The Cardston temple stands strong and resolute. Its design betrays the time in which it was built; the turn of the century gave us few such structures. It is an edifice to how things were while yet remaining a gateway to contemporary communion. The records left by the early saints in Cardston build a similar monument to our past. The way things used to be.
L. John Nuttall was the secretary to both Presidents Taylor and Woodruff and was later involved with the Sunday School. With Karl Maeser in 1899, he visited Cardston in that capacity. On August 6th Nuttall spoke to the Relief Society “for an hour & quarter with good freedom.” The following day he noted in his journal:
Sister Woolf & councilors Hamman & June E Bates sisters Rhoda Hamman and Several other Sisters called & we conversed on Relief Society matters. I explained many things to them & they were Much pleased Afterwhich Sister Elizabeth Hamman said she felt the Same spirit which was upon her at the meeting last night when she wanted to bless me — She arose & placed her hands on Bro Masers head & blessed him. Then on my head & and blessed me then on Sister Woolf & blessed her also blessed 3 other of the sisters & sister Zina Card this was done in Tongues — Sister Zina Y Card arose And laying her hands on our heads interpreted these bless[ings] a good feeling was present (1)
Elizabeth was married to Josiah Hammer, bishop at the time and had been, herself, a councilor in the Relief Society. Such charisma was not rare among the pioneer sisters of the North. Learning from their parents, this second generation of Mormons wielded their gifts and authority. Several years earlier, Elizabeth held a prayer circle meeting at her home to administer to one sick among them:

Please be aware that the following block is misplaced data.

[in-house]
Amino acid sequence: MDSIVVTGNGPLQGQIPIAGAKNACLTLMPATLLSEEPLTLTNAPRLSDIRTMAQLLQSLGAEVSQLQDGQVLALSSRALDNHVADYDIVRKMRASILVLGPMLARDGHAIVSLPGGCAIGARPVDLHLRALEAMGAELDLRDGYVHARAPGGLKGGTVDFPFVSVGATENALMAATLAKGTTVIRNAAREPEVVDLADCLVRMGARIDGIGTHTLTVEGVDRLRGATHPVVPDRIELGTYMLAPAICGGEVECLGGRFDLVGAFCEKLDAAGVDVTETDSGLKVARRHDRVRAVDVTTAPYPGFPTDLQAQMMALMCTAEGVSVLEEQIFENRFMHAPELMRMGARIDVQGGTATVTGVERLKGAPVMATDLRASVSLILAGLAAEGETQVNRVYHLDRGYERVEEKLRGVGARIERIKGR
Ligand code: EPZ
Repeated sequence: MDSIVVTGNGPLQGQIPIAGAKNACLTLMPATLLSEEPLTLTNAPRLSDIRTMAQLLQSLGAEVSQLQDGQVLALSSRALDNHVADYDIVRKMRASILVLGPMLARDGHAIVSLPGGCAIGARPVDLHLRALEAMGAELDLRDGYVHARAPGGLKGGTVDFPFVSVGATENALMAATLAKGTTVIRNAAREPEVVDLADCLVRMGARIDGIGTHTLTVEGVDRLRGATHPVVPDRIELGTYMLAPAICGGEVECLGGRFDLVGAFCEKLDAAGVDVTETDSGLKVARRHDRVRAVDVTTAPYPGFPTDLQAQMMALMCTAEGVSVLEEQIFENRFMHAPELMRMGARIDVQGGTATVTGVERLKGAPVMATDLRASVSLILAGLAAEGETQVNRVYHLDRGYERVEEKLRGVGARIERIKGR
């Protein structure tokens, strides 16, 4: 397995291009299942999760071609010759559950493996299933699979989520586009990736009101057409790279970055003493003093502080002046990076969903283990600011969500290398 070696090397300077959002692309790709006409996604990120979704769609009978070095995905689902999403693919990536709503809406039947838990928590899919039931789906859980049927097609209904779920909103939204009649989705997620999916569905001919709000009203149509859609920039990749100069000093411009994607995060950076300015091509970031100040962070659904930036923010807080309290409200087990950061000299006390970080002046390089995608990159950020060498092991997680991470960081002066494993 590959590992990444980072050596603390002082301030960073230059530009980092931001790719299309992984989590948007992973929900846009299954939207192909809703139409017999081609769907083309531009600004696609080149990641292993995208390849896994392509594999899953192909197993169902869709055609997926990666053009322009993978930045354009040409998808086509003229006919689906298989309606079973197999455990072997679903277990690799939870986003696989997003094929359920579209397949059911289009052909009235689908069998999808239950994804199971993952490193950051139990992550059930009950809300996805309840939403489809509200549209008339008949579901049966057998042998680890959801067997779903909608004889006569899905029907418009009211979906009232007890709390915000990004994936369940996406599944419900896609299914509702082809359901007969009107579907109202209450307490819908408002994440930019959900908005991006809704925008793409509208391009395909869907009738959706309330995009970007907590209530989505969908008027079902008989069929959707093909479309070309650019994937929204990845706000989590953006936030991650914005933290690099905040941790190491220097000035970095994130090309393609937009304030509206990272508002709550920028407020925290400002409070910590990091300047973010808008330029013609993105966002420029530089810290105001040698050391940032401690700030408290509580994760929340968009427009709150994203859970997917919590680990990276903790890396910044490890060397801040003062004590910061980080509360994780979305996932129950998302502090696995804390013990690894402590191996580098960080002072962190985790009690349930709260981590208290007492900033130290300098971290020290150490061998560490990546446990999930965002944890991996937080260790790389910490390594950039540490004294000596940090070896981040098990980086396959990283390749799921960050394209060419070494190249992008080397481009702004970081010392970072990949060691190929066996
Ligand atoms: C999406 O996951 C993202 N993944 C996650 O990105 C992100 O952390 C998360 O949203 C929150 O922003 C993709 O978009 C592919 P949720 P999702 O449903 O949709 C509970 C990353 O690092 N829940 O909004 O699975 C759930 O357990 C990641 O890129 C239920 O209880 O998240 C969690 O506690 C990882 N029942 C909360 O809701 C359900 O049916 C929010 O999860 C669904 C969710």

Our Sister who we had come to bless lead in prayer her humble petition called down from heaven the Holy influence that ran from heart to heart, and She was followed by Zina Y. Card, [and others]. Singing Come, come Ye Saints, after which the ordinance of washing and anointing [for healing] was done by Sisters Sarah B. Daines and Rhoda Hinman sen. the Sisters 27 in number gathered around placing their hands upon Sister Steed. sister Zina Young Card sealed the anointing promising her life and health and strength and that She would be an example for her Sisters and that her children should rise up and call her blessed. the Spirit of God rested upon us insomuch that every one present rose and bore their testimony and all felt that She would recover. (2)
The Cardston temple is a testament to the pioneers who laid its foundation. Its look is peculiar. Perhaps the difference between it and its modern counterparts will remind us of the peculiarity of those who built it.
- L. John Nuttle Journal. 7/9 August 1899. Typescript, BYU Special Collections Archive. Some of the names are not correctly recorded. Notably, Elizabeth Hammer and Rhoda Hinman are given the last names of Hamman.
- Cardston Ward Relief Society Historical Record Book A, 1890-1898. 14 February 1895. LDS Church Archives.